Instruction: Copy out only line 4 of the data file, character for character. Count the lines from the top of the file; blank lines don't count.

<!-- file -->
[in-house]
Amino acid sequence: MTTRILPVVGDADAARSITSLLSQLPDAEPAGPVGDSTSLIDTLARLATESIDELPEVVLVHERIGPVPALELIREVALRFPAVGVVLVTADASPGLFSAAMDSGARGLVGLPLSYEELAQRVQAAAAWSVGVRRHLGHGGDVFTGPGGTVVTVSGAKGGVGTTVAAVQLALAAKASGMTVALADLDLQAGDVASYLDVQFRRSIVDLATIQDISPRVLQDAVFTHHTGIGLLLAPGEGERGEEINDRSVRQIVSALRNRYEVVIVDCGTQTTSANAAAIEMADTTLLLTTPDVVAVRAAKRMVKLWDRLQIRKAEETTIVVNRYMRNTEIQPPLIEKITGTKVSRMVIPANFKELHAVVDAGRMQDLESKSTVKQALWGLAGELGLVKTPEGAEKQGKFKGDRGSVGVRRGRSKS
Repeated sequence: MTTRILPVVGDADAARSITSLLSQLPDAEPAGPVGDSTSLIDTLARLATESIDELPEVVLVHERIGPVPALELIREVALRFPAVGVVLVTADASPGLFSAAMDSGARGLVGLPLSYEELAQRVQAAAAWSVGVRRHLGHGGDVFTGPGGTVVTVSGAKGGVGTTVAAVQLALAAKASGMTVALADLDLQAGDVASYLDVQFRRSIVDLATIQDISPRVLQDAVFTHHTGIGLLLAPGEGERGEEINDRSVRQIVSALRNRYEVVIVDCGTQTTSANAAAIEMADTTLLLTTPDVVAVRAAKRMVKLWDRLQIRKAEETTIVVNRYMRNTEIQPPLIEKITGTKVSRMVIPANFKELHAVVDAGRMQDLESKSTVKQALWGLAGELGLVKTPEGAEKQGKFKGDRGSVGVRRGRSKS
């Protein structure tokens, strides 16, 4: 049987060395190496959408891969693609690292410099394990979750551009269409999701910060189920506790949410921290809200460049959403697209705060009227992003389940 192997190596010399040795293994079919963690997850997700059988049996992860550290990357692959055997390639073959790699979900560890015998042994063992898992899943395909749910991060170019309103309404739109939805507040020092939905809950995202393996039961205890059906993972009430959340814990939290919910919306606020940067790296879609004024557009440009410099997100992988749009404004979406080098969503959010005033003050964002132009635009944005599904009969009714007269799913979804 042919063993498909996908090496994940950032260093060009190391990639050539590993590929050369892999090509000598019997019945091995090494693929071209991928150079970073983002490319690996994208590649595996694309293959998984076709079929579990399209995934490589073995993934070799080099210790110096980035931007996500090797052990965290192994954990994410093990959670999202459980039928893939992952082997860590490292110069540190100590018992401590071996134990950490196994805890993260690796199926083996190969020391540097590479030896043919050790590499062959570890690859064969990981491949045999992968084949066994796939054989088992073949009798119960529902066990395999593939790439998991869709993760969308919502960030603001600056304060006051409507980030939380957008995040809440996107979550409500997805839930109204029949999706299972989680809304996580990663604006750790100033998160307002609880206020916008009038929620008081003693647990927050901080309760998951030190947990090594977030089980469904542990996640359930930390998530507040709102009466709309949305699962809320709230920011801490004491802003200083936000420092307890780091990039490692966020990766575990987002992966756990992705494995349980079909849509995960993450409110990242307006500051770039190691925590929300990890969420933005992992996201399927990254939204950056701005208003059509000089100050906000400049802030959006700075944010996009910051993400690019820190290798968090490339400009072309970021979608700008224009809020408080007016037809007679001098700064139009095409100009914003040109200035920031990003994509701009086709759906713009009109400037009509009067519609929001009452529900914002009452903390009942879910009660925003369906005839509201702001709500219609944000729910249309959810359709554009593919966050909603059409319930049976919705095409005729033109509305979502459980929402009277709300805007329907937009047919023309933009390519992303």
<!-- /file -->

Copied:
């Protein structure tokens, strides 16, 4: 049987060395190496959408891969693609690292410099394990979750551009269409999701910060189920506790949410921290809200460049959403697209705060009227992003389940 192997190596010399040795293994079919963690997850997700059988049996992860550290990357692959055997390639073959790699979900560890015998042994063992898992899943395909749910991060170019309103309404739109939805507040020092939905809950995202393996039961205890059906993972009430959340814990939290919910919306606020940067790296879609004024557009440009410099997100992988749009404004979406080098969503959010005033003050964002132009635009944005599904009969009714007269799913979804 042919063993498909996908090496994940950032260093060009190391990639050539590993590929050369892999090509000598019997019945091995090494693929071209991928150079970073983002490319690996994208590649595996694309293959998984076709079929579990399209995934490589073995993934070799080099210790110096980035931007996500090797052990965290192994954990994410093990959670999202459980039928893939992952082997860590490292110069540190100590018992401590071996134990950490196994805890993260690796199926083996190969020391540097590479030896043919050790590499062959570890690859064969990981491949045999992968084949066994796939054989088992073949009798119960529902066990395999593939790439998991869709993760969308919502960030603001600056304060006051409507980030939380957008995040809440996107979550409500997805839930109204029949999706299972989680809304996580990663604006750790100033998160307002609880206020916008009038929620008081003693647990927050901080309760998951030190947990090594977030089980469904542990996640359930930390998530507040709102009466709309949305699962809320709230920011801490004491802003200083936000420092307890780091990039490692966020990766575990987002992966756990992705494995349980079909849509995960993450409110990242307006500051770039190691925590929300990890969420933005992992996201399927990254939204950056701005208003059509000089100050906000400049802030959006700075944010996009910051993400690019820190290798968090490339400009072309970021979608700008224009809020408080007016037809007679001098700064139009095409100009914003040109200035920031990003994509701009086709759906713009009109400037009509009067519609929001009452529900914002009452903390009942879910009660925003369906005839509201702001709500219609944000729910249309959810359709554009593919966050909603059409319930049976919705095409005729033109509305979502459980929402009277709300805007329907937009047919023309933009390519992303």